If apps aren't updated, they are forced into a multi-window view by the system itself — sometimes with bad results.

If a developer doesn't update their app, it will be "forcibly resized" by the system after a dialog letting us know it's an older app that doesn't support the feature so things may be broken. If the app was written to only support a fixed size, multi-window mode is closed and that app takes the entire screen.

We already knew from hacking Samsung's Multi-Window feature that most apps just shrink down to one side or the other without much of a fuss if they aren't officially supported, and our time with the Nougat Developer Preview shows the same results. While the code used to do things is a good bit different as an Android native feature, the basic concept remains and apps that use best practices in the code look and work the same, only smaller. But not every app plays nice and we hope developers will soon update those to handle things gracefully even if they don't change anything else.

Finally, if you don't want to use multi-window on your phone, you don't have to. All Android apps will still run full screen until you tell them to change their view.

Jerry Hildenbrand
Jerry Hildenbrand

Jerry is an amateur woodworker and struggling shade tree mechanic. There's nothing he can't take apart, but many things he can't reassemble. You'll find him writing and speaking his loud opinion on Android Central and occasionally on Twitter.

40 Comments
  • Good read. I'm curious how this will be handled in Android with memory management. Keeping items in active memory is tricky (I'm looking at you Samsung) and working the balance of "what to keep active and what to relaunch" isn't consistent in Android. It's more annoying than anything else when I've got apps in my task manager that don't stay open, but I notice in Samsung's multi-window mode...those applications stay active for as long as I need them to - wondering how that'll work with the native Android implementation
  • Probably why the new nexus went from 2GB (on the 5x) to 4GB on the S1
  • When apps are open in a multi-window mode they are both in the foreground (the app that has focus and the user is interacting with) as far as the system is concerned. Even Samsung can't change Android into something that will close foreground apps :P
  • LG also had this with the dual window feature. I fail to see the appeal. If it was a tablet or a laptop, I would find it useful, but not on my phone. Haven't really seen anything to wow me with 7.0 unlike 6.0. Still, it isn't as bad as AW 2.0 Posted via the Android Central App
  • I'd have to agree. I've had this functionality on my phones since the Samsung GS3, then GS5, then LG G4. I've tried coming up with real uses for it but failed to do so. Cutting and pasting between two apps seems to be the most applicable use, but even that is just easier to do full screen, switching between the two apps. Interested to hear if other people actually use this feature more than once or twice as a novelty...?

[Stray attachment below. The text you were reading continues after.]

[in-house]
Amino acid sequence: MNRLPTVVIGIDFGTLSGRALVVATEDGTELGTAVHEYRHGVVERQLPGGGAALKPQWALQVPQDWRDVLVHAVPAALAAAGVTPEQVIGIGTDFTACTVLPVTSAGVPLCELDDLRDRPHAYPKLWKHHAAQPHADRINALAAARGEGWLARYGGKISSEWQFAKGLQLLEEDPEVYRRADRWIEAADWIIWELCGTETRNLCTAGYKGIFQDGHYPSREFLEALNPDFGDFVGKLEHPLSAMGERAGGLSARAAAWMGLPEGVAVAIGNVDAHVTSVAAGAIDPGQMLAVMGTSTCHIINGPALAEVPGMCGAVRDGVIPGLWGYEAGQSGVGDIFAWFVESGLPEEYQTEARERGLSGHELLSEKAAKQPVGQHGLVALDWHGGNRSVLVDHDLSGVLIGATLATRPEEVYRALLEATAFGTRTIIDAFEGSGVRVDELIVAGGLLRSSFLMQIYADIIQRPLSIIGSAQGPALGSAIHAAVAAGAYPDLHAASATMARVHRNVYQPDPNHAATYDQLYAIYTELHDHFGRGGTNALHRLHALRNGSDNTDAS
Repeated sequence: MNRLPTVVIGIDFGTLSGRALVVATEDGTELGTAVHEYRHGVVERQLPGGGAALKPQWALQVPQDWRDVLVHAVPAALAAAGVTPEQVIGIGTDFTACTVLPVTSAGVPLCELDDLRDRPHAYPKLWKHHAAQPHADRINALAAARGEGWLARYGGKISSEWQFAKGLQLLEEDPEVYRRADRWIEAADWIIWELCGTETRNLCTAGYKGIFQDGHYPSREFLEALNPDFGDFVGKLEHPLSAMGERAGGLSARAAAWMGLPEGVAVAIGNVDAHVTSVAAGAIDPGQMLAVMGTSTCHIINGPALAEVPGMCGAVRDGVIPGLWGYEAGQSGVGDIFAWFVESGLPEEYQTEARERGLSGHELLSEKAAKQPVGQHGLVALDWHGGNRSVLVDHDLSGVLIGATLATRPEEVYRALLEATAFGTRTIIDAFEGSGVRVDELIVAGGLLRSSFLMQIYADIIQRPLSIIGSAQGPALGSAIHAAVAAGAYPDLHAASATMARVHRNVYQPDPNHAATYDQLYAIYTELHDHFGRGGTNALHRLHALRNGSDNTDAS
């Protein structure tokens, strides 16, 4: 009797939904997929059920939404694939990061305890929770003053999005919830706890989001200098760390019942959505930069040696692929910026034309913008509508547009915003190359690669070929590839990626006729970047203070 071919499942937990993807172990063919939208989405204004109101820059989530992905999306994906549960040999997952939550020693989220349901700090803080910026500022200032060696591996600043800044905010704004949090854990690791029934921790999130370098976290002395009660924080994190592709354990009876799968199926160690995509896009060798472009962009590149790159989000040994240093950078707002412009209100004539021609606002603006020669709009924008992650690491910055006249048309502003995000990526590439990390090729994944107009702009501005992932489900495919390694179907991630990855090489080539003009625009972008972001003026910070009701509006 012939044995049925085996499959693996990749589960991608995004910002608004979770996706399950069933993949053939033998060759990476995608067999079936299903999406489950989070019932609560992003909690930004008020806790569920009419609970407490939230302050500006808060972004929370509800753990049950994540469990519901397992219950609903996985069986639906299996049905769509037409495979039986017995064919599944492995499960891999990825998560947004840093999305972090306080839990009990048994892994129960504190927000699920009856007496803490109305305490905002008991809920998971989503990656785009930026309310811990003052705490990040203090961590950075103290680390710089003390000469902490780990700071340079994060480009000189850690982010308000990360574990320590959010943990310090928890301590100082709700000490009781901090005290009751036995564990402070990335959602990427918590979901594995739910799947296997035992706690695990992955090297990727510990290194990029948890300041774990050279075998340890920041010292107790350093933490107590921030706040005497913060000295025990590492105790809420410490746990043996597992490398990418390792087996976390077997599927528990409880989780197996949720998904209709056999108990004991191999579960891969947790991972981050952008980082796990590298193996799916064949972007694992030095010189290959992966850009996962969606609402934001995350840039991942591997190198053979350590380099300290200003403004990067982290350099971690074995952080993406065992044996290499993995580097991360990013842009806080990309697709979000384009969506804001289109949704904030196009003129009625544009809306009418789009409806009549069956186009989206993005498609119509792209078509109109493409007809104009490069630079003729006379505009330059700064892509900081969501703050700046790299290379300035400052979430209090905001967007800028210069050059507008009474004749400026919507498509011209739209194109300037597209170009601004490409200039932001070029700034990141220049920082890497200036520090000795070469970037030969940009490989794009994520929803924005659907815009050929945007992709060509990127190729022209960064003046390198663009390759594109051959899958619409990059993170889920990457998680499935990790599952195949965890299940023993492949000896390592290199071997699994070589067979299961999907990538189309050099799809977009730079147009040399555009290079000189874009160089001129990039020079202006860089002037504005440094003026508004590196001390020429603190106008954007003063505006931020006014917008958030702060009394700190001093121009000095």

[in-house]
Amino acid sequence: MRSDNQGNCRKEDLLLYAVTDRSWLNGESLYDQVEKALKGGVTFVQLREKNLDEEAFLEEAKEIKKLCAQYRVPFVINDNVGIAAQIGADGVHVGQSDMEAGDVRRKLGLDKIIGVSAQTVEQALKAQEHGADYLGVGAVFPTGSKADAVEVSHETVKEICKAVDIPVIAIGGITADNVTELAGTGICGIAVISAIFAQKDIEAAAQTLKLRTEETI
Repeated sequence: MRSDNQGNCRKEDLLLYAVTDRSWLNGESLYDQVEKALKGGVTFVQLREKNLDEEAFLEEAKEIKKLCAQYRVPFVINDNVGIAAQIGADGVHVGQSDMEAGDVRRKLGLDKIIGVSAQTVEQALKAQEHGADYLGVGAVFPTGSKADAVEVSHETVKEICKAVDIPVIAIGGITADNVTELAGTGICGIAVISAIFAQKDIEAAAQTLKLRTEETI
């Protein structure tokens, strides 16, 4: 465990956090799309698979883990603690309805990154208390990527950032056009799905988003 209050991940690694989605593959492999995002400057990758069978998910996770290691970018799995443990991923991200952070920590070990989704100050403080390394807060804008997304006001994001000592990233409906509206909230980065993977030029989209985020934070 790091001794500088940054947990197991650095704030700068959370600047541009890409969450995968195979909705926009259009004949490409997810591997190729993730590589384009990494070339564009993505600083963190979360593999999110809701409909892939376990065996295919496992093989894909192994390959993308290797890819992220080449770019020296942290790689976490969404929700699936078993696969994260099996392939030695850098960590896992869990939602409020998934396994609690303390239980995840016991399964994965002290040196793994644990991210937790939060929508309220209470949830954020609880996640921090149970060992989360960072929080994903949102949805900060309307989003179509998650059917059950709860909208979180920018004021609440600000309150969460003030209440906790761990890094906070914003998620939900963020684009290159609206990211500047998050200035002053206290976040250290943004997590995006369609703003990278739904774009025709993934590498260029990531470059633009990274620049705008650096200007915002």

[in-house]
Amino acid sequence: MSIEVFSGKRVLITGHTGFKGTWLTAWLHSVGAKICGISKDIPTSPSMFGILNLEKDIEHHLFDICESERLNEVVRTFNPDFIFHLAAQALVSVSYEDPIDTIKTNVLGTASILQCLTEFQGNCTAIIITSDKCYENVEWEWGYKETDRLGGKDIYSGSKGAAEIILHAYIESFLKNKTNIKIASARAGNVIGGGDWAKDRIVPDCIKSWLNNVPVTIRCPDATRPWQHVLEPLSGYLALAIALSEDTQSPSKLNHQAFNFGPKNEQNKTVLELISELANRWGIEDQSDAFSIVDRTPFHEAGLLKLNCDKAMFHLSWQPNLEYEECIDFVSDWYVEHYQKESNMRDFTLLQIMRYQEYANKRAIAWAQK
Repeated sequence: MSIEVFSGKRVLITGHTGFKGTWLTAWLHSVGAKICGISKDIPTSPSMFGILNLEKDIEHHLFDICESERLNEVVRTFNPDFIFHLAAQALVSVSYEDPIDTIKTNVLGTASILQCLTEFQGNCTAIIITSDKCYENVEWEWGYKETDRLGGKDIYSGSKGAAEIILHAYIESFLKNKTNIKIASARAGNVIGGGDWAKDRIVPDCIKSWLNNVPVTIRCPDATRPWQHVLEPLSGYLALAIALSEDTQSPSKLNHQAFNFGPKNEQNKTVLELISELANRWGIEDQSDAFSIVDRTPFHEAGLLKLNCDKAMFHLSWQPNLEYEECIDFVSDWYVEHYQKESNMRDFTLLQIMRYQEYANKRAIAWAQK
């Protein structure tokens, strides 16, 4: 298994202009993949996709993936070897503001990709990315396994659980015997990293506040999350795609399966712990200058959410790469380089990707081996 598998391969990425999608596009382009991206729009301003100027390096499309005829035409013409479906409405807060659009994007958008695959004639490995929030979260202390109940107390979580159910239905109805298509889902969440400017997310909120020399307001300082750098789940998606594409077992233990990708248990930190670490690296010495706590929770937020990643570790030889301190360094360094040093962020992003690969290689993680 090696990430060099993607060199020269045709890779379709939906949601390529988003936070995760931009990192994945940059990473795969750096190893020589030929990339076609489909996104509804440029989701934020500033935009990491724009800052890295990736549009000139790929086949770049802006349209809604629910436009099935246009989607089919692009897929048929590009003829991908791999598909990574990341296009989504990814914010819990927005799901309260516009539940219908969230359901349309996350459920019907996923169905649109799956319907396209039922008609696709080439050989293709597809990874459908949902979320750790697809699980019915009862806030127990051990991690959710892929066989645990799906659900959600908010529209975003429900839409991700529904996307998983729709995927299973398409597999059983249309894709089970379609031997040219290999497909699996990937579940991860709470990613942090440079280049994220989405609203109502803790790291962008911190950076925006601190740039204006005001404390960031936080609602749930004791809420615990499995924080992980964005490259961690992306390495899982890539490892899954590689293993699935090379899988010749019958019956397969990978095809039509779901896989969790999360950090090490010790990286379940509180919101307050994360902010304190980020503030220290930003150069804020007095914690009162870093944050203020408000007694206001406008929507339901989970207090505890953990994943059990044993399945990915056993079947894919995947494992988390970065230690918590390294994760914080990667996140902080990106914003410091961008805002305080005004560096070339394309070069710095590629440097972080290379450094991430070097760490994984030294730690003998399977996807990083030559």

• I use it to read presentations while I take notes....what left of my job is all meetings :)
  • Surface tablet. I can't do that with half of even an 8" tablet Posted via the Android Central App
  • I would love to have it bc if I want to watch or listen something on YT or Browser , I'm limited w checking or replying emails and other forms of communication.
  • Same as mine, it failed and never ever used it..
  • Samsung also
  • Agreed. When you hear about multi-window support, it sounds like a nice addition. But on a small phone, it just doesn't seem very useful - it's just easier to jump between full-screen apps. The only time I "use" this feature on my S6 is accidentally, which is actually an annoyance. I've got a little app called Multiwindow Toggle that let's me turn off the feature so I'm not triggering it accidentally, but you need to manually turn it off after every reboot. So I'm still getting accidental triggers now and then.
  • i like to watch youtube while doing almost anything else i want to. have you ever taken a picture of something, like a numebr or an address? well you cant copy and paste it and since the toggle is so effortless, i find myself spliting the screen and transcribing it to text. Its may be a never use for you but i love it.
  • Will Moto G3 upgrade to Nougat?? Posted via the Android Central App
  • We should cause we're in the 2 year window for Motorola
  • But it will take 2 years for it to happen
  • Doubt it. Every phone that is not a nexus and from 2016 will have a hard time getting updated, regardless of whatever X company said one day. By the time they miss the headline they will say "oh no , thing is we made a bunch of testing but the phone can't handle the update for...... reasons, yeah, you can buy the latest though" I seriously, Seriously hope I am proven WRONG and the moto g3, as well as other phones from 2015 get updated. Posted via the Android Central App